University Of Tasmania
124635 - Using smartphone technology to reduce health impacts from atmospheric environmental hazards.pdf (2.71 MB)
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Using smartphone technology to reduce health impacts from atmospheric environmental hazards

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Background: Global environmental change is exacerbating human vulnerability to adverse atmospheric conditions including air pollution, aeroallergens such as pollen, and extreme weather events. Public information and advisories are a central component of responses to mitigate the human impacts of environmental hazards. Digital technologies are emerging as a means of providing personalised, timely and accessible warnings.

Method: We describe AirRater, an integrated online platform that combines symptom surveillance, environmental monitoring, and notifications of changing environmental conditions via a free smartphone app. It was developed and launched in Tasmania, Australia (population 510,000), with the aim of reducing health impacts and improving quality of life in people with conditions such as asthma and allergic rhinitis. We present environmental data, user uptake and results from three online evaluation surveys conducted during the first 22 months of operation, from October 2015 through August 2017.

Results: There were 3,443 downloads of the app from all parts of Tasmania. Of the 1,959 individuals who registered, 79% reported having either asthma or allergic rhinitis. Downloads increased during adverse environmental conditions and following publicity. Symptom reports per active user were highest during spring (72%), lowest in autumn (37%) and spiked during periods of reduced air quality. In response to online surveys, most users reported that the app was useful and had improved their understanding of how environmental conditions affect their health, and in some cases had prompted action such as the timely use of medication.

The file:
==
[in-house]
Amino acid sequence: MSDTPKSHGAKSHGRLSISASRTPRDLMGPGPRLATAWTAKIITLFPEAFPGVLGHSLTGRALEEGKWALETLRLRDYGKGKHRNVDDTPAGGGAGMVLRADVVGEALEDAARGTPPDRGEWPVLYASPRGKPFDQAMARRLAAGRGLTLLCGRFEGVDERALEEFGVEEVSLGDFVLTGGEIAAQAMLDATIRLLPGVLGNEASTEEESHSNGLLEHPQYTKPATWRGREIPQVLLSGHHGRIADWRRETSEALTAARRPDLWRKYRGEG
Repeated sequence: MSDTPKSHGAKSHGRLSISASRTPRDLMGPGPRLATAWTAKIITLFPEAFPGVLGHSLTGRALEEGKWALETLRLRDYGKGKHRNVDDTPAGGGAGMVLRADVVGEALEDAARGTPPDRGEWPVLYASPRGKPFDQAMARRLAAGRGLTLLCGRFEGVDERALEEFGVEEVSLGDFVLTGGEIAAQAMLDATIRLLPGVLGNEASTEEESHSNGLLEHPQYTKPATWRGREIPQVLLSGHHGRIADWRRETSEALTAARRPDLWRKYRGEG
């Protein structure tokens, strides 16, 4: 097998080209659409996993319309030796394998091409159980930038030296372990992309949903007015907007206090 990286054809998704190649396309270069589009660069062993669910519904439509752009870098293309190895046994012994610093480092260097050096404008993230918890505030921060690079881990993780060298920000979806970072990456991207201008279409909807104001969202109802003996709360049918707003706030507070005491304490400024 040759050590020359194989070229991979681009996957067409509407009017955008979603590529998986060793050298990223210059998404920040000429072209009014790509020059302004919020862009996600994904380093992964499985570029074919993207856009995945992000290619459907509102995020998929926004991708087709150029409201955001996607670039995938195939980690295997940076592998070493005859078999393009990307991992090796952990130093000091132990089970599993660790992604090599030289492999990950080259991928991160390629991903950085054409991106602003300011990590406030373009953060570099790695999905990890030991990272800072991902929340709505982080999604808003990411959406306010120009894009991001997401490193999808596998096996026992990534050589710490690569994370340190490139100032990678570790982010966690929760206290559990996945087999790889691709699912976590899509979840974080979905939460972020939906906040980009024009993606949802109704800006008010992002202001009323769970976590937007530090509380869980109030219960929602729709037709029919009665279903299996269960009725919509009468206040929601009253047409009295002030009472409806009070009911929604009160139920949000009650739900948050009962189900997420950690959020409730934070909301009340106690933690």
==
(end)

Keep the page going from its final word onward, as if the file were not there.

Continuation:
Conclusion: Active engagement and consistent positive feedback from users demonstrates the potential for considerable individual clinical and wider public health benefits from integrated and personalised monitoring systems such as AirRater. The perceived health benefits require objective verification, and such systems need to address several challenges in providing timely, reliable and valid environmental data.


Publication title

Environmental Research Letters










Menzies Institute for Medical Research


Institute of Physics Publishing Ltd.

Place of publication

United Kingdom

Rights statement

Copyright 2018 The Authors. Licensed under Creative Commons Attribution 3.0 Unported (CC BY 3.0)

Repository Status

  • Open

Socio-economic Objectives

Public health (excl. specific population health) not elsewhere classified